MR LAKHANI: Absolutely, yes. We have a couple of ways to get in touch, if you’d like that. One is through our website, where we have a contact form for new customers. And the other would be to email myself directly, or one of our accounts team. I can share a link for that, if that’s helpful.

DR NEELY: Okay, perfect. If a case has both glaucoma and diabetic retinopathy, in which category should I submit it? Well, I think it doesn’t really matter, in terms of the AI analysis. You’ll get it with either one. My advice is: Submit it to whichever category you want the mentor who’s supervising the case to be from. So if you are more worried about having a glaucoma specialist follow up on this case, then you want to choose glaucoma. If you’re more worried about this being a medical or surgical retina case, then choose the retina subspecialty category. But you will get the same report from Visulytix either way. Next question: Is the model sensitive to regional differences from different countries? And is information on the demographics of the training dataset available? Yeah. Go ahead. I don’t think there’s anything with the demographics, though.

MR LAKHANI: No. We’ve had this platform running live with patients around the world for some time. We’re not seeing any particular differences in performance. There isn’t a specific region where the data was sourced from. We got data from around the world. And that definitely helped with the robustness of the algorithm performance. Firstly to different cameras and different light settings, but also secondly to different ethnicities within the images themselves.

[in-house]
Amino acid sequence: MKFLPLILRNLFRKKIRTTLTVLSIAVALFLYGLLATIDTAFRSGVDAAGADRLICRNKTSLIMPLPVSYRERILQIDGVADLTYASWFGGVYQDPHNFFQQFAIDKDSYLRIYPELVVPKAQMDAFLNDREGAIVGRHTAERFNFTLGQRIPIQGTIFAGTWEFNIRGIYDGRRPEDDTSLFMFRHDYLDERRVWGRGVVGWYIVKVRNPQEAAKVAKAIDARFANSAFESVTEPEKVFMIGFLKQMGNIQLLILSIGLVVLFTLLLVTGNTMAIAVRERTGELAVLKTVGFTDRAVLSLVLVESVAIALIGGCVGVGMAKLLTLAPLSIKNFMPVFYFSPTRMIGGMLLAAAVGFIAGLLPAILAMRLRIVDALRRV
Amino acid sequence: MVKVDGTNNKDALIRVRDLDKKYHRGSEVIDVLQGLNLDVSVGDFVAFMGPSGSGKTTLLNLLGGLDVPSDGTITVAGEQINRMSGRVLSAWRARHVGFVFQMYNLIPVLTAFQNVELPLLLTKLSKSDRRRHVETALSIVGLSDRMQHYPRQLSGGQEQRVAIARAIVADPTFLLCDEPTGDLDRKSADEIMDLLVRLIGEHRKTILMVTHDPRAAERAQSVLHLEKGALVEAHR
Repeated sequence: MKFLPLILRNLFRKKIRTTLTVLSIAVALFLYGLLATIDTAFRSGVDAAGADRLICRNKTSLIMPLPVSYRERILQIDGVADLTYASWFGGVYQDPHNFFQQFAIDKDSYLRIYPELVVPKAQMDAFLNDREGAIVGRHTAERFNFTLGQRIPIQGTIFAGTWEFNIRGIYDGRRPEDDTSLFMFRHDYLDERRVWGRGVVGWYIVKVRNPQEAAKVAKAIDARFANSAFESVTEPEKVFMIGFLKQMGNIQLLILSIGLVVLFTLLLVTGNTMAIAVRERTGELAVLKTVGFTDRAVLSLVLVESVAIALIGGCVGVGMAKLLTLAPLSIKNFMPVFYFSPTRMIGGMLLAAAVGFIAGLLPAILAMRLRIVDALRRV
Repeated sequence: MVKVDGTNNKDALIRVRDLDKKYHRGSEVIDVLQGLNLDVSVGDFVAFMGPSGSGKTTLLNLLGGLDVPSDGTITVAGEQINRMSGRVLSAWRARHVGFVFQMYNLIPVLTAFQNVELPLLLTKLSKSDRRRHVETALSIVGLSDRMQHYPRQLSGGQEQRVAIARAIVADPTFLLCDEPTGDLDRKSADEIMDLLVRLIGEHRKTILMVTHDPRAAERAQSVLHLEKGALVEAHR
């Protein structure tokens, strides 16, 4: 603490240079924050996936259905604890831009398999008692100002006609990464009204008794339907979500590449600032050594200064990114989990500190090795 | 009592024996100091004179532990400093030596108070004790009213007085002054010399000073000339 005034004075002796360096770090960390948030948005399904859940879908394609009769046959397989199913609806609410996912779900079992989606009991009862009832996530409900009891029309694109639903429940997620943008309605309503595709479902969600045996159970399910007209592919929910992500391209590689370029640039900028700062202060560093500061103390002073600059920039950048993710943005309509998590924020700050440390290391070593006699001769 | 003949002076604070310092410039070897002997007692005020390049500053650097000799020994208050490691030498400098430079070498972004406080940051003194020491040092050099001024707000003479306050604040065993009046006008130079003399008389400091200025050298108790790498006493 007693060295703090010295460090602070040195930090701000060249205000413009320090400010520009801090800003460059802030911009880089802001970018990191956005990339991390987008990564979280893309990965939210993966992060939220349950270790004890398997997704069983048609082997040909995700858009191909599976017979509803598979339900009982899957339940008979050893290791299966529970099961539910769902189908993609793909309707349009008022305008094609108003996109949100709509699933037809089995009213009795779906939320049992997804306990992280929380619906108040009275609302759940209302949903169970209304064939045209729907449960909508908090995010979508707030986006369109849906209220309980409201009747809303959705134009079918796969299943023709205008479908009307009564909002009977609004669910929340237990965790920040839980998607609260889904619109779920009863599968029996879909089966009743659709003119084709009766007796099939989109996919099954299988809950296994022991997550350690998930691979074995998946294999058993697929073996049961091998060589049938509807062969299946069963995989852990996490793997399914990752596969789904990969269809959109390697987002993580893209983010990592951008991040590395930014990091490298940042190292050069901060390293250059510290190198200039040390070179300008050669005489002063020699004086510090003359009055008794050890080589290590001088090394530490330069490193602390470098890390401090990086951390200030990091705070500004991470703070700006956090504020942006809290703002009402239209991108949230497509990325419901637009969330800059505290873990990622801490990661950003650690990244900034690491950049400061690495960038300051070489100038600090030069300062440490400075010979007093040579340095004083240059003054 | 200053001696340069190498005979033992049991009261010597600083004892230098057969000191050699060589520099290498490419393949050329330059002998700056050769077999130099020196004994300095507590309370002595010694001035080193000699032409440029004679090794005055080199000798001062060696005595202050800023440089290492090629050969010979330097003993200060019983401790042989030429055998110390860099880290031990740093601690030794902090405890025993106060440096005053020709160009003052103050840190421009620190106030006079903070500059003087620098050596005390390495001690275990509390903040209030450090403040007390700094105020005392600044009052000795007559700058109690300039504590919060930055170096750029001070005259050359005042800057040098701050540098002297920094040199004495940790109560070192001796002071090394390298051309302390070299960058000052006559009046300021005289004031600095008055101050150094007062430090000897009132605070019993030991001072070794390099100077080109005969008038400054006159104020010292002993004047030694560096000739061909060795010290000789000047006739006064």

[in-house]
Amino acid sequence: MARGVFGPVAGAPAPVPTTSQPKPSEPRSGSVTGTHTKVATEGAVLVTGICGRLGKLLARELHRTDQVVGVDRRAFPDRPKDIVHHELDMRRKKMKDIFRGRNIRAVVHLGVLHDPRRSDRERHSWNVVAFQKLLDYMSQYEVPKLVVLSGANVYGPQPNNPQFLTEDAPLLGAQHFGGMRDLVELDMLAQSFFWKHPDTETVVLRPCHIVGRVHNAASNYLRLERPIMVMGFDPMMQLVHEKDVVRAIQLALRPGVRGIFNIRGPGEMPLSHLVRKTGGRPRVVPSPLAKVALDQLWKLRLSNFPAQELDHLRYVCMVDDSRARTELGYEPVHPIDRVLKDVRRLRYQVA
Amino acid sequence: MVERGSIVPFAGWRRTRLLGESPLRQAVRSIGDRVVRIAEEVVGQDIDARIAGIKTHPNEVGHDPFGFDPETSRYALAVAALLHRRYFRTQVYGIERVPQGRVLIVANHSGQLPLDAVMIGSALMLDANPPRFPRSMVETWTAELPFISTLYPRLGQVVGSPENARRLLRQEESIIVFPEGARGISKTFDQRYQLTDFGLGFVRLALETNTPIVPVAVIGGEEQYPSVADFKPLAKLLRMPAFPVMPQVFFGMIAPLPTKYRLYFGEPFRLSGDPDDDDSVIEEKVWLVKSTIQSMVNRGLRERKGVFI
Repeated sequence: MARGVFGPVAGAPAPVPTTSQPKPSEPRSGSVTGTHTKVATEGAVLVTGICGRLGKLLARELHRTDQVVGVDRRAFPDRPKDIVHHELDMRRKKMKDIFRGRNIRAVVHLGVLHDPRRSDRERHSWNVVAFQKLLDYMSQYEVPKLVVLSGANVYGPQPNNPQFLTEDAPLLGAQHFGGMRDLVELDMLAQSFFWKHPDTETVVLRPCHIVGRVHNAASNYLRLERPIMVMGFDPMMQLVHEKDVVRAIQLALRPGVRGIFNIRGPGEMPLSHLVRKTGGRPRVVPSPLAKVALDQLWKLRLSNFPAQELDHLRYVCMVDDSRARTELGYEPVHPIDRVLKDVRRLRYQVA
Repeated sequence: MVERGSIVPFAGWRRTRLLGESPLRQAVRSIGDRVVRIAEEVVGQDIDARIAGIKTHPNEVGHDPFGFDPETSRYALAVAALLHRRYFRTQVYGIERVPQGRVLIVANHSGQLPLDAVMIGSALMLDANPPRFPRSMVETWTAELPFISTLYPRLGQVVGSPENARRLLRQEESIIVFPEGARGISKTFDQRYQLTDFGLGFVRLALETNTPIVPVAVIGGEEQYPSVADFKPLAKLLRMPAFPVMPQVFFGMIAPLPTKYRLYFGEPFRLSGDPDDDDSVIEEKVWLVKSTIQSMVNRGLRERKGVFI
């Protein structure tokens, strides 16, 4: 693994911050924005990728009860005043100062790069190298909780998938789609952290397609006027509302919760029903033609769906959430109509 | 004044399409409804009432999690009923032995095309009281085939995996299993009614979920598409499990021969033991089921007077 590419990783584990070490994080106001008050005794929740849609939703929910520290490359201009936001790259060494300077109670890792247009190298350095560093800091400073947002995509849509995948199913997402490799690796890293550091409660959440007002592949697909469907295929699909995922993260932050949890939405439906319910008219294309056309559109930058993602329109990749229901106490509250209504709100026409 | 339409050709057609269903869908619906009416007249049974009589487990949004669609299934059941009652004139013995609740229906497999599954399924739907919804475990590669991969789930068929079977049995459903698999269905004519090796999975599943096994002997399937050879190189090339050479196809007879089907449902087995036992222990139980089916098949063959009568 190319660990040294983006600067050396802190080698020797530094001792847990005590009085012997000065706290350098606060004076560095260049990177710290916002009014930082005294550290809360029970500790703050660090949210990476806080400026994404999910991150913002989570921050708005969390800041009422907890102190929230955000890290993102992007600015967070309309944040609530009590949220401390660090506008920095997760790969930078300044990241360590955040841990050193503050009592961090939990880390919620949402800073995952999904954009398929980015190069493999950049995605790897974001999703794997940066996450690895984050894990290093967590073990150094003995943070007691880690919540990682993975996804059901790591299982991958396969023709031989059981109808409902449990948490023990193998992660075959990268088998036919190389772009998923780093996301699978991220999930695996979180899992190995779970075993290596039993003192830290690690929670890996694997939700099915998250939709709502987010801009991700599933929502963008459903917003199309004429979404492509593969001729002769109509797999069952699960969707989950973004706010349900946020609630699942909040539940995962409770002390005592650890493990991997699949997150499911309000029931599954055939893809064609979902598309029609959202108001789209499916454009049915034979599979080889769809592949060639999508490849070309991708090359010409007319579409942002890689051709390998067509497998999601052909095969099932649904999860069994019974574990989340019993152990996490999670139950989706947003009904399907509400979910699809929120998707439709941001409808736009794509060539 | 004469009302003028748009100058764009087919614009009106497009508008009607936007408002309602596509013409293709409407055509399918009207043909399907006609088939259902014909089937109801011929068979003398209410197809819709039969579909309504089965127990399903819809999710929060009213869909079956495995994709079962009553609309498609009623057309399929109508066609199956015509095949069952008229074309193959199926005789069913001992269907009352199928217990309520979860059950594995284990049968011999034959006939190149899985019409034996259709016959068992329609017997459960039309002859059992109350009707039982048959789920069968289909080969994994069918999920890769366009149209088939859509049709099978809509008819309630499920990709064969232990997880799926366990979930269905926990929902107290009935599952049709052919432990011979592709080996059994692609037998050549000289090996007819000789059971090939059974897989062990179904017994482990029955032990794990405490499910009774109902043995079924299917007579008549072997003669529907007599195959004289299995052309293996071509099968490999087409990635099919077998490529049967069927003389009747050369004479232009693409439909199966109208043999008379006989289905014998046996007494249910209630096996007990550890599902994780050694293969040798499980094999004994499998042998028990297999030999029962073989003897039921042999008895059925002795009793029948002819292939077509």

DR NEELY: Right. So this system is based on a diverse population to begin with. So it should be applicable to everyone around the world. Next question is: Any effect, Jay, of media opacities like cataract? How does that affect things?

MR LAKHANI: Yes, absolutely. So this is an ongoing area of research for us. So medial opacities like cataracts do cause the image gradability to fall. Not alarmingly so, and it doesn’t stop the AI from trying to find areas of interest, but in severe cases, it does make it very, very difficult. And there is currently no obvious route around this. The best we do is to analyze the images the best we can, provide all that information, all those heat maps, to the best possibility the algorithms can manage, but there is the kind of added caveat that the image quality will appear to be very weak. So there could be more mistakes.

DR NEELY: Right. So clearly if you have a total cataract, there’s no way the system can work. You have to be able to see it to grade it. In these more moderate opacities, I think that’s why you’re getting this kind of feedback score on: How gradable is the image? And if it’s a poor quality image, you need to take the results under clinical consideration. And I think that’s where the end user has some responsibility as well. Yeah. So you have to use your judgment and take all this information together. Because just like our opinions are going to be limited based on what we can see, so will the AI software. All right. Here’s an interesting question. If the patient has other fundus findings like macular degeneration, ARMD, then what happens?

MR LAKHANI: So in addition to all the algorithms that we specifically have to look for signs of disease, we also have an anomaly detector that looks for abnormalities beyond the scope of the specific things that we’re looking for. In the case of AMD, if it’s noticeable in the fundus image, it will be detected by the anomaly detection, which is the green neon halo that we showed earlier. It won’t specifically be identified as AMD, but the area of interest will be highlighted and then passed back for review.